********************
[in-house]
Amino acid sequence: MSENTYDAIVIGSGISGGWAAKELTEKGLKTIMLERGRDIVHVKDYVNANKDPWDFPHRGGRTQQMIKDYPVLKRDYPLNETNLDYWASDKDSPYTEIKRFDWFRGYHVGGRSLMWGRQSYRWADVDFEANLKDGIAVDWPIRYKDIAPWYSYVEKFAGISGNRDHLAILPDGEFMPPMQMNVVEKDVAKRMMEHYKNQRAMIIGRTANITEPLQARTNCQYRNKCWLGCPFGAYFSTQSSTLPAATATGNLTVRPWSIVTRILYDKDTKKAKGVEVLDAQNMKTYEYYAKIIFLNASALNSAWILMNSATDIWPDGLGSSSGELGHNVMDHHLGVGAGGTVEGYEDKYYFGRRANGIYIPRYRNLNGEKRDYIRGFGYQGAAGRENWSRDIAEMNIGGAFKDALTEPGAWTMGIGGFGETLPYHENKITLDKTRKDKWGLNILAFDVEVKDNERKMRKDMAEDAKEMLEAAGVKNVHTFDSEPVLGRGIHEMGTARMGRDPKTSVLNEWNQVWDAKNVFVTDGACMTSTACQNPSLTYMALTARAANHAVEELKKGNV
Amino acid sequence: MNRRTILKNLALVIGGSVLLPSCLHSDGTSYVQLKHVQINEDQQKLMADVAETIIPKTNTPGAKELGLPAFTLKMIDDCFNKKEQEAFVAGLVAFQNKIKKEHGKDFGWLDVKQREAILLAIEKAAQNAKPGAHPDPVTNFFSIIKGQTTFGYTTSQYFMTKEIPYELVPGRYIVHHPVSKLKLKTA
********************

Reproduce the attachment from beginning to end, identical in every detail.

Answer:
[in-house]
Amino acid sequence: MSENTYDAIVIGSGISGGWAAKELTEKGLKTIMLERGRDIVHVKDYVNANKDPWDFPHRGGRTQQMIKDYPVLKRDYPLNETNLDYWASDKDSPYTEIKRFDWFRGYHVGGRSLMWGRQSYRWADVDFEANLKDGIAVDWPIRYKDIAPWYSYVEKFAGISGNRDHLAILPDGEFMPPMQMNVVEKDVAKRMMEHYKNQRAMIIGRTANITEPLQARTNCQYRNKCWLGCPFGAYFSTQSSTLPAATATGNLTVRPWSIVTRILYDKDTKKAKGVEVLDAQNMKTYEYYAKIIFLNASALNSAWILMNSATDIWPDGLGSSSGELGHNVMDHHLGVGAGGTVEGYEDKYYFGRRANGIYIPRYRNLNGEKRDYIRGFGYQGAAGRENWSRDIAEMNIGGAFKDALTEPGAWTMGIGGFGETLPYHENKITLDKTRKDKWGLNILAFDVEVKDNERKMRKDMAEDAKEMLEAAGVKNVHTFDSEPVLGRGIHEMGTARMGRDPKTSVLNEWNQVWDAKNVFVTDGACMTSTACQNPSLTYMALTARAANHAVEELKKGNV
Amino acid sequence: MNRRTILKNLALVIGGSVLLPSCLHSDGTSYVQLKHVQINEDQQKLMADVAETIIPKTNTPGAKELGLPAFTLKMIDDCFNKKEQEAFVAGLVAFQNKIKKEHGKDFGWLDVKQREAILLAIEKAAQNAKPGAHPDPVTNFFSIIKGQTTFGYTTSQYFMTKEIPYELVPGRYIVHHPVSKLKLKTA